The U.S. District Court judge once called a “hater” by President Trump ruled Tuesday that the Department of Homeland Security was able to waive certain environmental protections in its plans to construct a new barrier at the border.
On the campaign trail, Trump said the jurist in legal action against Trump University, Judge Gonzalo Curiel, was “very strongly pro-Mexican, which is all fine. But I say he’s got bias. I want to build a wall.” Trump said “this judge … of Mexican heritage” should recuse himself from the Trump U. case.
Curiel never responded to Trump, but on page 2 of his new ruling the judge referred to “fellow Indiana native Chief Justice Roberts.”
“The Court is aware that the subject of these lawsuits, border barriers, is currently the subject of heated political debate in and between the United States and the Republic of Mexico as to the need, efficacy and the source of funding for such barriers. In its review of this case, the Court cannot and does not consider whether underlying decisions to construct the border barriers are politically wise or prudent,” said Curiel’s ruling.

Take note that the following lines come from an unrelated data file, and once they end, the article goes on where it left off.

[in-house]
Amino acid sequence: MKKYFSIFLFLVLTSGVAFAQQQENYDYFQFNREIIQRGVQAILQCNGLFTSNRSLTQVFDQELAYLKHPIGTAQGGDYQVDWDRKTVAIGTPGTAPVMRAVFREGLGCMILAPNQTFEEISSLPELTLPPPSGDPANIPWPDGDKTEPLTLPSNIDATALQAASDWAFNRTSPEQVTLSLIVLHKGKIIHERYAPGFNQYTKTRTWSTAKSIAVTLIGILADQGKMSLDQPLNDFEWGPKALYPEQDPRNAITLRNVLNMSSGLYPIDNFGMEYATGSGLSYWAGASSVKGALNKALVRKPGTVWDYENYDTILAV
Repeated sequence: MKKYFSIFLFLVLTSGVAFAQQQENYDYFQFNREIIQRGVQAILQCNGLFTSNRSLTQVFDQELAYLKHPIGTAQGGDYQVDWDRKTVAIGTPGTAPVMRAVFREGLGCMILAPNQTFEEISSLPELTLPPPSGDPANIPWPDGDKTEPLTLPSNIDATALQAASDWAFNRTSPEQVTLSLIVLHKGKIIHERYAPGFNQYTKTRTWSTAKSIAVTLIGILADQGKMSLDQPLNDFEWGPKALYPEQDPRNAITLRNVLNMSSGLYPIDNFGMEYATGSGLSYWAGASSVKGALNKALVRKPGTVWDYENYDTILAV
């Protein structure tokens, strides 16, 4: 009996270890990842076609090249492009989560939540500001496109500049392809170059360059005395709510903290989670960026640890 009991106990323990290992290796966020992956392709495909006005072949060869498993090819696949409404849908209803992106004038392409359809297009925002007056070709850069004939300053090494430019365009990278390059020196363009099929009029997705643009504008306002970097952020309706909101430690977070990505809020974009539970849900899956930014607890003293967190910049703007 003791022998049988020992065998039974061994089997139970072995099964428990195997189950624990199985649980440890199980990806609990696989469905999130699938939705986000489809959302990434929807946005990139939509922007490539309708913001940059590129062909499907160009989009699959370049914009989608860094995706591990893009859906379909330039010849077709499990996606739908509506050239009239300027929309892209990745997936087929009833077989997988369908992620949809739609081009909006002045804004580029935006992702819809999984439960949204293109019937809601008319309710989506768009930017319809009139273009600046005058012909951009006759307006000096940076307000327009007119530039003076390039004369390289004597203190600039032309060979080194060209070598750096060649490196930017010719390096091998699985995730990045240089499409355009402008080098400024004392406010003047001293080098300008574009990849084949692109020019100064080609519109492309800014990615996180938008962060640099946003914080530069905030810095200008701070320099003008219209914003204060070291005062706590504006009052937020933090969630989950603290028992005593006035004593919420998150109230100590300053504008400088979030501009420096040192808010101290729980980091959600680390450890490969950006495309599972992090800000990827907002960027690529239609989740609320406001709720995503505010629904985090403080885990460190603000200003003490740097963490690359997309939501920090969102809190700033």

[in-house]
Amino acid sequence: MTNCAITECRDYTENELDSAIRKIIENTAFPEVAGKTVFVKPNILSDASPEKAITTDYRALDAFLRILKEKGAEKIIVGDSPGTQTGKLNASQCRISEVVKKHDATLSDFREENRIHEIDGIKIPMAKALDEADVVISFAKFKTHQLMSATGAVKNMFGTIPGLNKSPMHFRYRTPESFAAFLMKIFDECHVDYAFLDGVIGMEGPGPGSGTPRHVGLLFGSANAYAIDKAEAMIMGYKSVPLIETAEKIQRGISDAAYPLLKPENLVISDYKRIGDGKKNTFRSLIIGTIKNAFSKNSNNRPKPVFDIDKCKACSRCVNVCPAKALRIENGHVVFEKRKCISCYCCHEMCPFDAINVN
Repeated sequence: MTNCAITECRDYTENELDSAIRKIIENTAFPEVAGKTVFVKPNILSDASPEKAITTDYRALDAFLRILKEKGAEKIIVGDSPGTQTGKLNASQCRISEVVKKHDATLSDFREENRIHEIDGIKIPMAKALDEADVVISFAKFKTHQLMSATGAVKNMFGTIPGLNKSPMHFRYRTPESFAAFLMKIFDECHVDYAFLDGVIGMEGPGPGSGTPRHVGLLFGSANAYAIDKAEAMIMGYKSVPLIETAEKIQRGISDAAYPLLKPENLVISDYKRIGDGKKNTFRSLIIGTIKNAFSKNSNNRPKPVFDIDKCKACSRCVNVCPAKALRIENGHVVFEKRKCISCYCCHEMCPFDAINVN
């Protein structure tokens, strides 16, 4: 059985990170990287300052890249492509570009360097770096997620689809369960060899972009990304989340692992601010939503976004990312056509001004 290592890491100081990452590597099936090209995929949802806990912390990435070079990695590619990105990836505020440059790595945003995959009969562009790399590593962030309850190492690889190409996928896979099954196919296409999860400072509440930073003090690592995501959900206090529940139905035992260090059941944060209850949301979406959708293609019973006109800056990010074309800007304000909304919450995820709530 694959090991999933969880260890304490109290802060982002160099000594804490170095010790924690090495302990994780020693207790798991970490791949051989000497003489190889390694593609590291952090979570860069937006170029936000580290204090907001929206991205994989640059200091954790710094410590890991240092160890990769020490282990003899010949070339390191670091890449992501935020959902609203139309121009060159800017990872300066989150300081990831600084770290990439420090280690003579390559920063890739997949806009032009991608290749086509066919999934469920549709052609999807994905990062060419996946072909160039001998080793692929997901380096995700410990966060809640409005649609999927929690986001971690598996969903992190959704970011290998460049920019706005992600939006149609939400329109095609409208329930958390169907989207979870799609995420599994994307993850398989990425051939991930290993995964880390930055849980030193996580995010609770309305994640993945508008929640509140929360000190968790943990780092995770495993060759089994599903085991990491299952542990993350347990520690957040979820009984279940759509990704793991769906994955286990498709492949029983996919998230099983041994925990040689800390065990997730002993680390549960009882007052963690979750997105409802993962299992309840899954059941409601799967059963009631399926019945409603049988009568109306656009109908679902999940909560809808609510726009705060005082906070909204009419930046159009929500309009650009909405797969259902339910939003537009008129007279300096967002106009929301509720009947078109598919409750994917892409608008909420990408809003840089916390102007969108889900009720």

In a statement, DHS noted that “border walls have proven to be extremely effective in preventing the flow of drugs and illegal aliens across our borders.”
“Walls have worked in Yuma, Arizona and San Diego, California, where both areas have seen a 95 percent drop in attempted illegal border crossings,” the agency’s press office said. “Simply put – walls work. The Department of Homeland Security looks forward to building the wall where our frontline operators say it is needed and in accordance with all applicable laws.”
California Attorney General Xavier Becerra said in a statement that he remains “unwavering” in the belief that the Trump administration “is ignoring laws it doesn’t like in order to resuscitate a campaign talking point of building a wall on our southern border.”
“We will evaluate all of our options and are prepared to do what is necessary to protect our people, our values, and our economy from federal overreach,” Becerra said. “A medieval wall along the U.S.-Mexico border simply does not belong in the 21st century.”